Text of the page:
• On February 1, the new location for Carnegie Library of Pittsburgh - Downtown & Business at 612 Smithfield Street was open for business. The library was designed by Burt Hill Kosar Rittelmann Associates
  • April 19, 2005 - Carnegie Library of Pittsburgh – Squirrel Hill reopened after a renovation designed by Arthur Lubetz Associates Architects. Key features of the renovation include a 7,000 square foot expansion to accommodate expanded collections, a new teen area, the Namm Business Center and a larger children's area. The new library includes a prominent glass enclosed entrance along Forbes Avenue, a new passenger elevator, upgraded public meeting rooms, and a drive-up book drop in the parking garage for added customer convenience.
  • Carnegie Library of Pittsburgh – Woods Run is the next library that will be renovated as part of the library’s Capital Improvement Program. Dates for the renovation, which is being designed by Loysen + Kreuthmeier, will be announced in early summer, 2005.
  • April 2005: Carnegie Library of Pittsburgh - Downtown & Business recognized among Pittsburgh's "Coolest Spaces" by Cool Space Locator.
  • June 2005: Carnegie Library of Pittsburgh - Brookline named "Library Building of the Year" by the American Institute of Architects and the American Library Association.
  • October 2005: Carnegie Library for the Blind and Physically Handicapped (LBPH) received a Verizon Foundation grant to provide Library customers with accessible digital audiobook players in a trial study.
  • October 2005: This year marks 100 years of Carnegie Library of Pittsburgh – East Liberty’s dedication to the community. In commemoration, the Library hosted a Centennial Celebration on October 8th.
  • November 2005: Bestselling mystery author James Patterson and The Time Warner Book Group selected Carnegie Library of Pittsburgh as a James Patterson PageTurner Award national recipient. The Library was awarded a monetary grant for its annual Summer Reading Extravaganza.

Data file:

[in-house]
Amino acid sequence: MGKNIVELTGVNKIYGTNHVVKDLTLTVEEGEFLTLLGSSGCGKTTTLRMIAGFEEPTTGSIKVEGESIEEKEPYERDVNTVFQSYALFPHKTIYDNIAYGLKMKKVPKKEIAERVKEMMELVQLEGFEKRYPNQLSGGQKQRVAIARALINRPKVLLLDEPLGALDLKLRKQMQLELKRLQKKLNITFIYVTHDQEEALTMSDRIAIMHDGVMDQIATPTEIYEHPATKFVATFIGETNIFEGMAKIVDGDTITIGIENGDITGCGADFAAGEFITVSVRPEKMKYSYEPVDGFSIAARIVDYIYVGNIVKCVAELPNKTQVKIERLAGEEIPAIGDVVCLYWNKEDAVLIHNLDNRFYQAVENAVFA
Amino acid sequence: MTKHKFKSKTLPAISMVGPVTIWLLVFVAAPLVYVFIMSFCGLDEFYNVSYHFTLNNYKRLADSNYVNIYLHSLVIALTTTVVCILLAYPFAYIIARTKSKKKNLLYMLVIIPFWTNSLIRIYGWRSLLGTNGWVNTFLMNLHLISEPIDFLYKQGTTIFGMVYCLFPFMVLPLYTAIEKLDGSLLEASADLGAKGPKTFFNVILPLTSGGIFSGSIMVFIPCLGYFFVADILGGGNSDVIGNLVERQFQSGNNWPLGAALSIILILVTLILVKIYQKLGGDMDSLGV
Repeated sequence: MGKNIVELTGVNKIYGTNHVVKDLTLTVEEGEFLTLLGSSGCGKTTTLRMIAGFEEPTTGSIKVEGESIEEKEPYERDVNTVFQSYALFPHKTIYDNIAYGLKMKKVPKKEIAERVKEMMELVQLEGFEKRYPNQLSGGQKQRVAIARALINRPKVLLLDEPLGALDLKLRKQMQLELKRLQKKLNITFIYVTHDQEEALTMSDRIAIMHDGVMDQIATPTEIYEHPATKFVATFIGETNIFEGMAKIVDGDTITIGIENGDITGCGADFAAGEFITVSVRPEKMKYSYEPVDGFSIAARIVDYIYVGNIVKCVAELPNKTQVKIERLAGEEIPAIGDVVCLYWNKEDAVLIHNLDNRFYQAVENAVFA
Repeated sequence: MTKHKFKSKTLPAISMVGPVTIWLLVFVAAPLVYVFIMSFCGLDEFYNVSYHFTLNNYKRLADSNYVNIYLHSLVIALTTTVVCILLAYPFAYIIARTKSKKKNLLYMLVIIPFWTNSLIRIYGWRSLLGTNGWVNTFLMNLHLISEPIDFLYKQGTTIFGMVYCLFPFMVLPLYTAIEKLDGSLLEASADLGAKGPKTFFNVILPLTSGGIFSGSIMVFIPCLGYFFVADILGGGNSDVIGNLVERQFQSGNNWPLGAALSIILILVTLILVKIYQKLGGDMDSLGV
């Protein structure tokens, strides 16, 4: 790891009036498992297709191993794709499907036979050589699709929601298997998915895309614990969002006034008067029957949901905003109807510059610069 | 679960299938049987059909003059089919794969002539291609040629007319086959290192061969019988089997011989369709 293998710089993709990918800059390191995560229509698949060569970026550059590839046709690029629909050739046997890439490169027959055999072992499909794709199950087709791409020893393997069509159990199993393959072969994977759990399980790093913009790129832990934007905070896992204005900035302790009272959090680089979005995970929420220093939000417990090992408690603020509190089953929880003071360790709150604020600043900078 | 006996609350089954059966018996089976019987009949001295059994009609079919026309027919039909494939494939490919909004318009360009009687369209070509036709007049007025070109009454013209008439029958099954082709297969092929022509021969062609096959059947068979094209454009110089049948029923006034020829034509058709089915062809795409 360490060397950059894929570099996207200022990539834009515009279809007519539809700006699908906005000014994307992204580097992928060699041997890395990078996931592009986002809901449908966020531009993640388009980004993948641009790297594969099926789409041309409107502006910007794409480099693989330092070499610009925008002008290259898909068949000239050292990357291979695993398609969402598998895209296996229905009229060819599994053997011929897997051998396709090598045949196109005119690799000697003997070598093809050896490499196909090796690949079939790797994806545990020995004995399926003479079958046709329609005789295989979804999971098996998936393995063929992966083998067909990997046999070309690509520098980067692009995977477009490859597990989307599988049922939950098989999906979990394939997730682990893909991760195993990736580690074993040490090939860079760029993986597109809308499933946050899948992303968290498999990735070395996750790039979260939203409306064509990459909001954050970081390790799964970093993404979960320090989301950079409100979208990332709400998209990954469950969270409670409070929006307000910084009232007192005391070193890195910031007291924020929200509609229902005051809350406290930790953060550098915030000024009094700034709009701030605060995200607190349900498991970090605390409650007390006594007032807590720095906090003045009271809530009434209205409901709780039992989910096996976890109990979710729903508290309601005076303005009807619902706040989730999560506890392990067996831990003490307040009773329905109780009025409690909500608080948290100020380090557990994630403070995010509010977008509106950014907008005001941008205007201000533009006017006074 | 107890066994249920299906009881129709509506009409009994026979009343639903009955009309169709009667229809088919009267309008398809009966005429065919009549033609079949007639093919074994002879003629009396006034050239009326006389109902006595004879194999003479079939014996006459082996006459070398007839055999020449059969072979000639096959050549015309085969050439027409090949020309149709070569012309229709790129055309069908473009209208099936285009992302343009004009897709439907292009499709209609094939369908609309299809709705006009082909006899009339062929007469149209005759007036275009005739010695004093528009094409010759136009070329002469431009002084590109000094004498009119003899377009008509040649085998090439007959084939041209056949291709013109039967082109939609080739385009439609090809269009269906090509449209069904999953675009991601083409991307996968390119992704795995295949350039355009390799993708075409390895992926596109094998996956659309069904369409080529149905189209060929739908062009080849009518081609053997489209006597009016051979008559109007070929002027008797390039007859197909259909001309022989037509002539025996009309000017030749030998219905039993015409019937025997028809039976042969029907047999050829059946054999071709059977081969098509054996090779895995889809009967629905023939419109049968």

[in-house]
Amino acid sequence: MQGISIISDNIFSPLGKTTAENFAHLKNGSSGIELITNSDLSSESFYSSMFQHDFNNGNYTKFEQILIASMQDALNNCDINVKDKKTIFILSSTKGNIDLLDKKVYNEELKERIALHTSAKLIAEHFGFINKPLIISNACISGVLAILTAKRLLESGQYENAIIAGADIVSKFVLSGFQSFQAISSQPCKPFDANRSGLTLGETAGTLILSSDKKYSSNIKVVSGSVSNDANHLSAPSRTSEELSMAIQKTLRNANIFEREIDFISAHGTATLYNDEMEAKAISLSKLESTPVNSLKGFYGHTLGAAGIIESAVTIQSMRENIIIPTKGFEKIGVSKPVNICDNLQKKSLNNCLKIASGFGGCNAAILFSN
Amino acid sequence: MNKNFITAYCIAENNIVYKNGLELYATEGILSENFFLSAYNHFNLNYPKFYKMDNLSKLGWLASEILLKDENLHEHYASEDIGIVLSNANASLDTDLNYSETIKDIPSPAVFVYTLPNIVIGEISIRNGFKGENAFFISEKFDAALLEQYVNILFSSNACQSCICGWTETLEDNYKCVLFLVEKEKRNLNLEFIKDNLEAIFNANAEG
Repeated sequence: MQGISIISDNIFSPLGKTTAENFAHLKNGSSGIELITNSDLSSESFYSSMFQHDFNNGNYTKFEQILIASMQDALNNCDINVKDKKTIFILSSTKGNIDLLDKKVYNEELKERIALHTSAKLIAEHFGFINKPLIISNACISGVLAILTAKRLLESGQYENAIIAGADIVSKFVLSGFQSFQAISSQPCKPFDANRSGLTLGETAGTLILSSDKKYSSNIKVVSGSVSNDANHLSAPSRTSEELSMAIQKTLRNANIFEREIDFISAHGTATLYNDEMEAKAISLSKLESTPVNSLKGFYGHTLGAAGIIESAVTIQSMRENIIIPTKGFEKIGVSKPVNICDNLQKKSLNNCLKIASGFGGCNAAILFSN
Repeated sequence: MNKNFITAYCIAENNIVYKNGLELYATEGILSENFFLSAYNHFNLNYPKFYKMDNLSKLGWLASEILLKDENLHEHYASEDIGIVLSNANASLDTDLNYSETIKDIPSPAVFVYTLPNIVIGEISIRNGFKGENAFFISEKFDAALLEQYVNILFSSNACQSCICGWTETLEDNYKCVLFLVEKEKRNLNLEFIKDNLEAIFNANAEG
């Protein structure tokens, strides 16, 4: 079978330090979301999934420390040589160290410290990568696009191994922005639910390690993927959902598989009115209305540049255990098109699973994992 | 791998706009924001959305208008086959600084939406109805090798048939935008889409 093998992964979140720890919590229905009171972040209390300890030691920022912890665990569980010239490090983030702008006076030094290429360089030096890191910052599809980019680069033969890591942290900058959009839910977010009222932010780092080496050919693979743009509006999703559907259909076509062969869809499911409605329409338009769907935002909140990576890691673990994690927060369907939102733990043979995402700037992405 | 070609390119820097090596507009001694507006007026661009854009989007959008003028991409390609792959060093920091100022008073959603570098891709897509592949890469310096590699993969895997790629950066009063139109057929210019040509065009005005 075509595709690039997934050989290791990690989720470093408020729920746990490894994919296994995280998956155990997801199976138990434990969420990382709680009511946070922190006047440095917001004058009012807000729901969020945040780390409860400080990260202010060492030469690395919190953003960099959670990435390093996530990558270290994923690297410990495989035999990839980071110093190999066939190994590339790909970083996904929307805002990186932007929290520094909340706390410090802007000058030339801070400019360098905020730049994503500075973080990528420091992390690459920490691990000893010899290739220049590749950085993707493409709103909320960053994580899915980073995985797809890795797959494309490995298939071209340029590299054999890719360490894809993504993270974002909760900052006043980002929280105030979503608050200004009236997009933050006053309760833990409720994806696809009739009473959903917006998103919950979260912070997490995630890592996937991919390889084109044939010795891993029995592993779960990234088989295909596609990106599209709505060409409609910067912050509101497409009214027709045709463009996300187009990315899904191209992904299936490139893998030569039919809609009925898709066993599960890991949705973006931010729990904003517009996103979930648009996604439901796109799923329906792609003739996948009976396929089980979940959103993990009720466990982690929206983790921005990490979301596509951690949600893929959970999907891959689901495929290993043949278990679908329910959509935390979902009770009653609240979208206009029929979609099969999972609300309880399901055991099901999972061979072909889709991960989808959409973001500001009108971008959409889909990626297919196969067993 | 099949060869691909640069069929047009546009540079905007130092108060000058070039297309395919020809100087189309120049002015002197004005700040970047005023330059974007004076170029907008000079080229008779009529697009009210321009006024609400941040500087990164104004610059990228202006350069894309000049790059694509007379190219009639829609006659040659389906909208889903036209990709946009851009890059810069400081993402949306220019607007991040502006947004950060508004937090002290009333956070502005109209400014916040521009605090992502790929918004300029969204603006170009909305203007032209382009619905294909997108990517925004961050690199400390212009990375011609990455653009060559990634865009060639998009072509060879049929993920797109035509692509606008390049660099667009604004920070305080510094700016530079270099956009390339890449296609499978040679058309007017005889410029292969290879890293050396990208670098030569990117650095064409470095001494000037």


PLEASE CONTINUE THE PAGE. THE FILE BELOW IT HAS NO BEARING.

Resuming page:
• December 2005: Without fanfare, Carnegie Library of Pittsburgh - Main celebrated its 110 birthday on Saturday, November 5th. The Oakland facility opened in 1895 and was dedicated to provide to the citizens of Pittsburgh "a carefully selected, well rounded, constantly growing collection of books."
  • December 7, 2005: Carnegie Library of Pittsburgh – Woods Run began a $2 million renovation project. Construction is expected to take up to six months, with an anticipated early Summer 2006 reopening.


  • February 2006: Free, public wireless access was added to neighborhood locations
  • February 2006: Carnegie Library of Pittsburgh announced plans to build a new branch location in the Hill District, making it the first new building in the city's library system since the Sheraden branch in 1980. To complete the move, the Library consolidated its two Hill District locations, closing the Martin Luther King Jr. Reading/Cultural Center.
  • March 2006: More than 1,700 titles of digital audio books were added to the collection.
  • March 2006: The U.S. National Commission on Libraries and Information Science (NCLIS) announces that Carnegie Library of Pittsburgh is the 2006 Pennsylvania state winner of the NCLIS Health Information Awards for Libraries for the Mental Health & Wellness series.
  • April 2006: CLP - Allegheny Regional was severely damaged when a lightning strike hit the building's 115-year-old clock tower on April 7.
  • May 2006: A study examining the Library's value to the local economy and its impact on the public confirmed that Carnegie Library of Pittsburgh is the region's most visited asset.
  • June 2006: Pennsylvania Governor Ed Rendell pledges $7.5 million to the Library's Capital Campaign "Libraries for Life: Building Communities, Enriching Lives", kicking off the public phase of the initiative.
  • August 6, 2006: CLP - Woods Run completed a lengthy $2 million renovation. Architect Karen Loysen of Loysen + Kreuthmeier transformed the library's exterior by replacing the building's brick walls with large windows that infuse the library with sunlight. Designated Teen and Children's areas, an interior design that showcases a centralized Customer Service area, and the first drive-through book drop in CLP's system are other integral design features.
  • Sept 2006: The Carnegie Library in Pittsburgh won for its "Interactive UX" (User Experience) in the "Best Under $1 million" category at the 2006 ARCHI-TECH AV Awards.


  • April 2007: Carnegie Library of Pittsburgh begins construction on the city's newest library. Officials broke ground on a new $3.15 million facility in the Hill District.